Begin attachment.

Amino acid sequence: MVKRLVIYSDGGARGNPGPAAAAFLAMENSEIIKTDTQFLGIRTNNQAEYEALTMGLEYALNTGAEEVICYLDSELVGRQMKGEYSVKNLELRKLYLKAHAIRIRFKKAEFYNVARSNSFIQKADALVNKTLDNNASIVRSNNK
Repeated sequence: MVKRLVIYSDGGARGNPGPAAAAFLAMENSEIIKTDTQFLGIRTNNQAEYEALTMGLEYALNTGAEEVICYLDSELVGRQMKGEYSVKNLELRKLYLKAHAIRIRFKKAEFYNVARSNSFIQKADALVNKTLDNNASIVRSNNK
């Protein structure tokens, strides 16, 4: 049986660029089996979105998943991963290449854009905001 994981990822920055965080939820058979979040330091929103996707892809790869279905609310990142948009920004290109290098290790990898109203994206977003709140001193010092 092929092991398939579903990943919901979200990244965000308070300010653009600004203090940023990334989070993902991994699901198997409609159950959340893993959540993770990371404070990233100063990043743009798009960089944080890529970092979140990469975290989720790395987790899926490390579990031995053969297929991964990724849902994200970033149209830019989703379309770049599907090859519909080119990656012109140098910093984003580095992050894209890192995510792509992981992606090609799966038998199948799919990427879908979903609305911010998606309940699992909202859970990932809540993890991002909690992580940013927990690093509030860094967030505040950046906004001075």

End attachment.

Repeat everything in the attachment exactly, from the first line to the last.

Amino acid sequence: MVKRLVIYSDGGARGNPGPAAAAFLAMENSEIIKTDTQFLGIRTNNQAEYEALTMGLEYALNTGAEEVICYLDSELVGRQMKGEYSVKNLELRKLYLKAHAIRIRFKKAEFYNVARSNSFIQKADALVNKTLDNNASIVRSNNK
Repeated sequence: MVKRLVIYSDGGARGNPGPAAAAFLAMENSEIIKTDTQFLGIRTNNQAEYEALTMGLEYALNTGAEEVICYLDSELVGRQMKGEYSVKNLELRKLYLKAHAIRIRFKKAEFYNVARSNSFIQKADALVNKTLDNNASIVRSNNK
């Protein structure tokens, strides 16, 4: 049986660029089996979105998943991963290449854009905001 994981990822920055965080939820058979979040330091929103996707892809790869279905609310990142948009920004290109290098290790990898109203994206977003709140001193010092 092929092991398939579903990943919901979200990244965000308070300010653009600004203090940023990334989070993902991994699901198997409609159950959340893993959540993770990371404070990233100063990043743009798009960089944080890529970092979140990469975290989720790395987790899926490390579990031995053969297929991964990724849902994200970033149209830019989703379309770049599907090859519909080119990656012109140098910093984003580095992050894209890192995510792509992981992606090609799966038998199948799919990427879908979903609305911010998606309940699992909202859970990932809540993890991002909690992580940013927990690093509030860094967030505040950046906004001075």